Dr Vander Nat and Dr Keep set the record straight & discuss how recent DSA report mainly appeals to truthiness, takes novel stand on key diagnostic for a pyramid scheme and runs contrary to recent case law
This is a guest blog by Peter Vander Nat, Ph D, and William Keep, Ph D. Dr Vander Nat is a former senior economist with the FTC who has testified in numerous federal pyramid scheme cases. Dr Keep is the Dean of the School of Business at The College of New Jersey (TCNJ) and an expert on pyramid schemes. Together Drs Vander Nat and Keep authored two seminal works analyzing the MLM industry.
Public statements presented as true, though without supporting logic or evidence, if repeated frequently and with enough gravitas may eventually be accepted as true. To capture this type of phenomenon, a new word has been added to our lexicon, “truthiness.” Truthiness does not necessarily indicate a false statement, though a false statement authoritatively asserted as though it were true does qualify.
Below we test our understanding of truthiness with regard to a recent report commissioned by the Direct Selling Association (DSA) and other assorted DSA public statements. Curiously, the authors of the DSA report are antitrust experts, who have neither published any scholarly works concerning multilevel marketing companies (MLMs), nor acted as pyramid scheme experts in a court of law. Perhaps it is due to this lack of expertise and experience that their report mainly appeals to truthiness.
As for truth, it is certainly true that much effort, time and many words went into criticizing a paper* that we wrote thirteen years ago. But it must be pointed out at the start that the model we developed as a scholarly work has never been used in a court of law to determine whether or not a company is operating a pyramid scheme, and it was never proposed that it could function in that way. This is so because each pyramid case presents a unique set of available data, and the analysis in each case must address how the company functions in practice. Unfortunately, the authors of the DSA report did not appreciate these relevant points. If they had, their report could have been cut in half, and perhaps more.
The DSA report grants at the start that we are recognized experts in the field of distinguishing a legitimate business enterprise from a pyramid scheme. But it omits the recognition that, in the 15 pyramid scheme cases in which Dr. Vander Nat was appointed the government’s expert – each time submitting an economic analysis to the court — no court has ever rejected his conclusion that the organization is/was a pyramid scheme. That is to say, the vast majority of arguments made in the DSA report are old news, having been considered and either rejected or ignored in numerous courts of law.
Unencumbered by this precedent, the DSA report takes a novel stand and boldly declares (literally puts in bold), “[t]he key diagnostic for a pyramid scheme is whether the transactions defining the commercial enterprise yield incremental value to society,” — a claim that is firmly rejected by eminent scholarship in law and economics (see Posner below). Here is a respectful word of advice to DSA members: although you might like what this report has to say, if ever an MLM company is in court defending itself against pyramid scheme allegations, waxing poetic about the firm’s value to society won’t help; far better to focus on retail sales.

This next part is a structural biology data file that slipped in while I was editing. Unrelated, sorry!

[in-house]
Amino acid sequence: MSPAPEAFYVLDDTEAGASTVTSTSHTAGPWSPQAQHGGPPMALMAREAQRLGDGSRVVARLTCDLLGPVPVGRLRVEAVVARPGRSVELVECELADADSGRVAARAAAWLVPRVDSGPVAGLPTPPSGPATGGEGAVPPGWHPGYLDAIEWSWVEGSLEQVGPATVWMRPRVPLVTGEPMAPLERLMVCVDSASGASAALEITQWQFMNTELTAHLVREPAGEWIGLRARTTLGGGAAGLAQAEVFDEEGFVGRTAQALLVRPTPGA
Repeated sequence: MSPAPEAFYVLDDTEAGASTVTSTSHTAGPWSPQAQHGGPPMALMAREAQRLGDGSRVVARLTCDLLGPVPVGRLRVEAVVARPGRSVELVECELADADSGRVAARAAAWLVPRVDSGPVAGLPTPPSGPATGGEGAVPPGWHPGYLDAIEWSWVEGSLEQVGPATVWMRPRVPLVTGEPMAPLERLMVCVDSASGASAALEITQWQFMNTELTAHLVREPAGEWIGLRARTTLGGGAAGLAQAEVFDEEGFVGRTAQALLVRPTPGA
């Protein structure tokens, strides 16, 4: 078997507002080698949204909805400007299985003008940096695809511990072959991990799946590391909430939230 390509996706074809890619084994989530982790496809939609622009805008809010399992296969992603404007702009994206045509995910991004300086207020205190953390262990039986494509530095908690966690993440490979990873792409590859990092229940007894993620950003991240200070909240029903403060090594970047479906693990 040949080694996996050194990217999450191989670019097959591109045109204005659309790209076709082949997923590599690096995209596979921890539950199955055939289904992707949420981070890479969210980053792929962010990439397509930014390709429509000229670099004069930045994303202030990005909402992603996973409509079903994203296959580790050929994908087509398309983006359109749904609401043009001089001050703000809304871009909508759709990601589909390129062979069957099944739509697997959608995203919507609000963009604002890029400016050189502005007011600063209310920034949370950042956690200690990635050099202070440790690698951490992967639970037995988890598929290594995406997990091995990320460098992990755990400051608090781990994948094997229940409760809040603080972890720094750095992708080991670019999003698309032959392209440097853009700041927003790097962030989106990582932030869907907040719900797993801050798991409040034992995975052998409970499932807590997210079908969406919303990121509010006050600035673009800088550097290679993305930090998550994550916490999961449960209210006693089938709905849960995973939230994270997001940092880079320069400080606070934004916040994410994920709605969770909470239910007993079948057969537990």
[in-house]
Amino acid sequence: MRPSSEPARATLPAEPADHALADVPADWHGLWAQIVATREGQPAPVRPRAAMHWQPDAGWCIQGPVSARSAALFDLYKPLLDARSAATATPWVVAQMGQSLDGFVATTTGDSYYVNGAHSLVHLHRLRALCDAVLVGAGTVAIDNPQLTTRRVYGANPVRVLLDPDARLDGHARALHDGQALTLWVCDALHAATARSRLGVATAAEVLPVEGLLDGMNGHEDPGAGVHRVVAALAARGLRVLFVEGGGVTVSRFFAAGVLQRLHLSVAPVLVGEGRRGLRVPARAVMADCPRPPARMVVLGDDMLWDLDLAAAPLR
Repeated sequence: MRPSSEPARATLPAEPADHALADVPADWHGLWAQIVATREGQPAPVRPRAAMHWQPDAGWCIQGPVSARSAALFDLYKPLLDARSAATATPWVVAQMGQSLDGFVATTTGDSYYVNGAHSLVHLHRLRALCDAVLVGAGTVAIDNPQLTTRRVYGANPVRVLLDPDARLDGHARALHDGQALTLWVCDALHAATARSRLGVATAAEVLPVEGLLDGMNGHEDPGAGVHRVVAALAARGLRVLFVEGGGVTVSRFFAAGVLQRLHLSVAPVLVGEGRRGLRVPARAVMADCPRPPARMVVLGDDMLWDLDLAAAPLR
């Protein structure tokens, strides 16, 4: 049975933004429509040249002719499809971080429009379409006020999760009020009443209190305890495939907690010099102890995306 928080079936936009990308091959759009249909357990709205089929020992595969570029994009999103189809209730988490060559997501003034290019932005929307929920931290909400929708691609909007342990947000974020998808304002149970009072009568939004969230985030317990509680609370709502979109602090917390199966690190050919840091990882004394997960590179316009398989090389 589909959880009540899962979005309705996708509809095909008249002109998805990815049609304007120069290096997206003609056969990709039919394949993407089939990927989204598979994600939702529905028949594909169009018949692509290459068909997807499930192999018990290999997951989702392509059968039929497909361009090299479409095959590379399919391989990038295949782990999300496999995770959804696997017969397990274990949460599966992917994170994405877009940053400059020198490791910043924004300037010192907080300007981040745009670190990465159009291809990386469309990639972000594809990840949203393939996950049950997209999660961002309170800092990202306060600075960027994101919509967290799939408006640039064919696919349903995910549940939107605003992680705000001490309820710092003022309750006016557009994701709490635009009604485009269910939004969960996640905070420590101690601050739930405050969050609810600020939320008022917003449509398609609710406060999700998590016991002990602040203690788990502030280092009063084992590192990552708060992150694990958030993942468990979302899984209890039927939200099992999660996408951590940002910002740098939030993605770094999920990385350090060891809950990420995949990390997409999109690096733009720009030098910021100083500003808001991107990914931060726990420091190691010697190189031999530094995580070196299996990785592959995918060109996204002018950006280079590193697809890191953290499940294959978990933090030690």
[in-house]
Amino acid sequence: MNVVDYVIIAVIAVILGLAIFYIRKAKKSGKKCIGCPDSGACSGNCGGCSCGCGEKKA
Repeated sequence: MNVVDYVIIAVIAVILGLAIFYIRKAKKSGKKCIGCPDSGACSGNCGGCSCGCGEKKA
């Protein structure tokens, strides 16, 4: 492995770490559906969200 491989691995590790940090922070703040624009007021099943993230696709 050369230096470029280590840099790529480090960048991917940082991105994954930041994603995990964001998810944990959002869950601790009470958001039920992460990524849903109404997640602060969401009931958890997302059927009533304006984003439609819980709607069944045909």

We further highlight that the 2014 BurnLounge decision, which is used as the basis for the DSA’s critique of our work, does not invalidate our emphasis on retail sales, whether in the 2002 paper or in specific court testimony (below). By presenting a few selective portions of the BurnLounge ruling and ignoring the fully articulated basis for the ruling that BurnLounge was a pyramid scheme, the DSA report dismisses our emphasis on retail sales as “a premise that cannot be sustained.” Actually, we show the opposite. Not only can it be sustained, an emphasis on retail sales is being sustained by the appellate decision itself (2014) and in a recent federal court injunction against Vemma (2015).
- This assertion (quoted earlier), conveying a concomitant need for cost/benefit analysis regarding a pyramid scheme, is a striking example of ignorance for known principles in economics and law. A pyramid scheme is inherently fraudulent (every court has said so), and is properly analyzed under the established maxim that deception/fraud carries no social benefit. As explained by Judge Posner in his Economic Analysis of Law (2nd ed. P.81), “The question of affirmative misrepresentations in consumer transactions is straightforward: the costs of making and of unmasking the misrepresentation represent a deadweight social loss,” and later continues with “Misrepresentation involves costs to both sellers and buyers that yield no social gain.”
- The FTC follows the same principle and never offers extrinsic evidence by way of cost/benefit analysis in prosecuting deception. Ironically, based on the DSA report, the FTC must be missing the “key diagnostic for a pyramid scheme.”
- Instead, the agency affirms (FTC Policy Statement on Deception; 1983) that extrinsic evidence in cases of deception “can consist of expert opinion, consumer testimony (particularly in cases involving oral representations), copy tests, surveys, or any other reliable evidence of consumer interpretation.”
- What about the following? Courts have ruled that whether product purchasers are primarily business participants versus consumers is an important part of pyramid determination, with numerous courts finding MLM companies to be pyramid schemes with negligible sales beyond what their distributor-recruits purchase, and with documented harm to tens of thousands of victims. MLM companies continue to face pyramid scheme charges.